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Nielsen Study Shows Paid Ads Alone Are Not Trusted by Consumers

A global study by Nielsen finds that a majority of consumers
do not, in general, typically trust any type of paid advertising-and TV, print,
outdoor and radio ads all score higher on the consumer trust list than online
and mobile ads.

Branded websites, however, are trusted more than any type of
advertising other than recommendations from friends and consumer opinions
posted online.

The study shows that the best form of advertisement for a
brand is to win over users who then can tout it to their friends or in comments
online. In the study, 92% of people said they "trust completely or somewhat"
recommendations from people they know when buying a product; 70% trust consumer
opinions posted online.

Branded websites and editorial articles about products and
brands are each trusted by 58% of those surveyed, while information in an email
a consumer signs up for is trusted by 50% of those surveyed. No other
advertising is trusted by more than 50% of the respondents.

Ads on television, ads in magazines, outdoor advertising and
brand sponsorships are each trusted by 47% of those surveyed. Ads in newspapers
are trusted by 46%, ads on radio by 42% and ads before movies in theaters by

And for those marketers who believe that product
integrations can work because they are seamless-only 40% of respondents trust
TV program product placements.

Online video ads and ads on social networks are trusted by
only 36%, online banner ads and display ads on mobile devices by 33% and text
ads on mobile phones by 29%.

The survey points out that while paid advertising scores low,
the medium continues to thrive, hinting that marketers may need to reevaluate
how they spend their promotion dollars.

Randall Beard, global head of advertiser solutions at
Nielsen, says for most brands, a strategy that would give up paid advertising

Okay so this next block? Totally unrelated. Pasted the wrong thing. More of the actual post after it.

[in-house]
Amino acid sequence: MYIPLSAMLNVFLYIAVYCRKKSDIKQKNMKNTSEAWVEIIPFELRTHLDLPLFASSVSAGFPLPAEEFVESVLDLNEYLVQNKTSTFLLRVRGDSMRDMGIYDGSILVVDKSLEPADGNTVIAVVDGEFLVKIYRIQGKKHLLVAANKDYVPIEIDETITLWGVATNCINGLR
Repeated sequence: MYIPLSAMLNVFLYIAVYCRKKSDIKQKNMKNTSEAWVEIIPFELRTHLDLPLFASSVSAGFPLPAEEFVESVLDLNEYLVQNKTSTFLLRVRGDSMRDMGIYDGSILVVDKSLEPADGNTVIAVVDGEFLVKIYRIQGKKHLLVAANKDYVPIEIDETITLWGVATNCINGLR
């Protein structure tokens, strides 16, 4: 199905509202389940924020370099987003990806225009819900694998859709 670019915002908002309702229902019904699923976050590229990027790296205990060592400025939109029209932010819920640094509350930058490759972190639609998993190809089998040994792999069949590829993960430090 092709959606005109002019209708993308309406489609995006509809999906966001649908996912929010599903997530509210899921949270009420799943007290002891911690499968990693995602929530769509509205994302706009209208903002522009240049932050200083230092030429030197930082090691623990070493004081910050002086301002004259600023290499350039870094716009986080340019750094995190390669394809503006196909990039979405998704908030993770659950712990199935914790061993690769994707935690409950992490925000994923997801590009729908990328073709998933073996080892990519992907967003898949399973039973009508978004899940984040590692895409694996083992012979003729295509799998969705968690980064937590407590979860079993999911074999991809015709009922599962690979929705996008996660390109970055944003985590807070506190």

completely and move into more branded websites and social media "isn't really
feasible given both the broad reach and historical success associated with paid

Instead, Beard says, "we need to start thinking of how paid,
owned and earned can work together to improve trust and deliver better results."
He says marketers "continue to discuss them as if they are mutually
exclusive media. They're not. And now technology is blurring the lines of paid,
owned and earned media more than ever. Paid can now also be social, as social
is often about paid. Owned can have paid embedded media in it. And sometimes,
all three can exist in one consumer touch point."

Nielsen offers three examples of convergence between paid,
owned and earned media.

1. Combining paid ads
with social advertising

"Research on Facebook ads with and without a social layer
shows that social ads generate much stronger breakthrough and purchase intent
than ads without a social layer," Beard says. The reason is that knowing that
the advertised brand is liked by friends builds trust.

Nielsen research shows that a brand gets 55% greater ad
recall when a social element is added.

2. Paid digital advertising
can drive consumers to a brand's owned media

In one example of many in a Nielsen study that yielded the
same results, 5.4% of those exposed to an online display campaign for a brand
subsequently visited that brand's website, while only 0.4% not exposed to the
online display advertising visited that brand's website.

3. Owned media can work
harder than paid media alone

An example in the Nielsen study shows that exposure to a
brand's website drove almost three times the sales lift of paid digital ads

"Addressing the truth deficit in advertising is more than
just making ads that are true," Beard says. "It's also about how to use paid,
owned and earned media to your brand's advantage. Why not build social into
your paid advertising where possible, use your paid ads to drive consumers to
your website and optimize your site to drive maximum on- or off-line purchases?
Why not experiment with the myriad ways to engage your customers across the
paid, owned and earned continuum?"

Beard says overcoming the trust deficit in advertising is "about
adding in social and owned media experiences in ways that give paid media more
legitimacy, enabling it to work harder for your brand."